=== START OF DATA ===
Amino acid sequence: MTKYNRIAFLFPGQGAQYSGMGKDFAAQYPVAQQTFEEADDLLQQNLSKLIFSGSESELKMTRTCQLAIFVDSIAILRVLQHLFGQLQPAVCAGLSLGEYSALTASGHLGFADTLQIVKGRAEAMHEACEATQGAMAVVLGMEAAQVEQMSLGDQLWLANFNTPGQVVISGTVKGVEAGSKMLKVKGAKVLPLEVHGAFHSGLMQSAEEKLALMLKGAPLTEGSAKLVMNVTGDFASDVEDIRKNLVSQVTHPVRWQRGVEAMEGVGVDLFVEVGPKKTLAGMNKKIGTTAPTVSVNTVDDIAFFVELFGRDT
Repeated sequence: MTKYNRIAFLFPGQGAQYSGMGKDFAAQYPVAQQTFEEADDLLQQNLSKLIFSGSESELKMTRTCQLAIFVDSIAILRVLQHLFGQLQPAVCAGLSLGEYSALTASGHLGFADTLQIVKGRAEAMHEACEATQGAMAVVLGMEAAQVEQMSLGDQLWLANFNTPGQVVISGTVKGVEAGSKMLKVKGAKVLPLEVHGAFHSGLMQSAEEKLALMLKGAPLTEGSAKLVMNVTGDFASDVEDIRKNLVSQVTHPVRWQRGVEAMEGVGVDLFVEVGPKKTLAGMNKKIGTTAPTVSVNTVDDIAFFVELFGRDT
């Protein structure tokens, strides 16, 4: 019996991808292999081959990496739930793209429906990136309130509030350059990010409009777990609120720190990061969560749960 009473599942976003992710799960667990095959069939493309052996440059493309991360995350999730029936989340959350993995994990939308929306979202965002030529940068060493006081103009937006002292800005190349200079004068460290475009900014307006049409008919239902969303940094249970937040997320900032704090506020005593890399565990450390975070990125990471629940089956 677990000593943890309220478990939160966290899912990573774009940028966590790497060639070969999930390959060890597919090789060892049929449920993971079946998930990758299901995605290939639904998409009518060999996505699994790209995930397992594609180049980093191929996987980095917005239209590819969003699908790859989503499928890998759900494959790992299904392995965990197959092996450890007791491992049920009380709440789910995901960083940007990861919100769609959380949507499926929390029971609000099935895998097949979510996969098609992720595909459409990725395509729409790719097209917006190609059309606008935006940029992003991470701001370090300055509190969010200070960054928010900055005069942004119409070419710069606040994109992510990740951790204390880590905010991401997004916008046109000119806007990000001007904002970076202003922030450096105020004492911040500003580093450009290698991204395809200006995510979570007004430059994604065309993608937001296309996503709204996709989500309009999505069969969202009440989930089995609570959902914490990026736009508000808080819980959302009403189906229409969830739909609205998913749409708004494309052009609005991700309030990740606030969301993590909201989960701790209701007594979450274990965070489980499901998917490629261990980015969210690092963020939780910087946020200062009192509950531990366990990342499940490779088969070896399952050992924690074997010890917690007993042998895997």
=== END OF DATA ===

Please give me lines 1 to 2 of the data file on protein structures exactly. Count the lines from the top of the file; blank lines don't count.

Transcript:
Amino acid sequence: MTKYNRIAFLFPGQGAQYSGMGKDFAAQYPVAQQTFEEADDLLQQNLSKLIFSGSESELKMTRTCQLAIFVDSIAILRVLQHLFGQLQPAVCAGLSLGEYSALTASGHLGFADTLQIVKGRAEAMHEACEATQGAMAVVLGMEAAQVEQMSLGDQLWLANFNTPGQVVISGTVKGVEAGSKMLKVKGAKVLPLEVHGAFHSGLMQSAEEKLALMLKGAPLTEGSAKLVMNVTGDFASDVEDIRKNLVSQVTHPVRWQRGVEAMEGVGVDLFVEVGPKKTLAGMNKKIGTTAPTVSVNTVDDIAFFVELFGRDT
Repeated sequence: MTKYNRIAFLFPGQGAQYSGMGKDFAAQYPVAQQTFEEADDLLQQNLSKLIFSGSESELKMTRTCQLAIFVDSIAILRVLQHLFGQLQPAVCAGLSLGEYSALTASGHLGFADTLQIVKGRAEAMHEACEATQGAMAVVLGMEAAQVEQMSLGDQLWLANFNTPGQVVISGTVKGVEAGSKMLKVKGAKVLPLEVHGAFHSGLMQSAEEKLALMLKGAPLTEGSAKLVMNVTGDFASDVEDIRKNLVSQVTHPVRWQRGVEAMEGVGVDLFVEVGPKKTLAGMNKKIGTTAPTVSVNTVDDIAFFVELFGRDT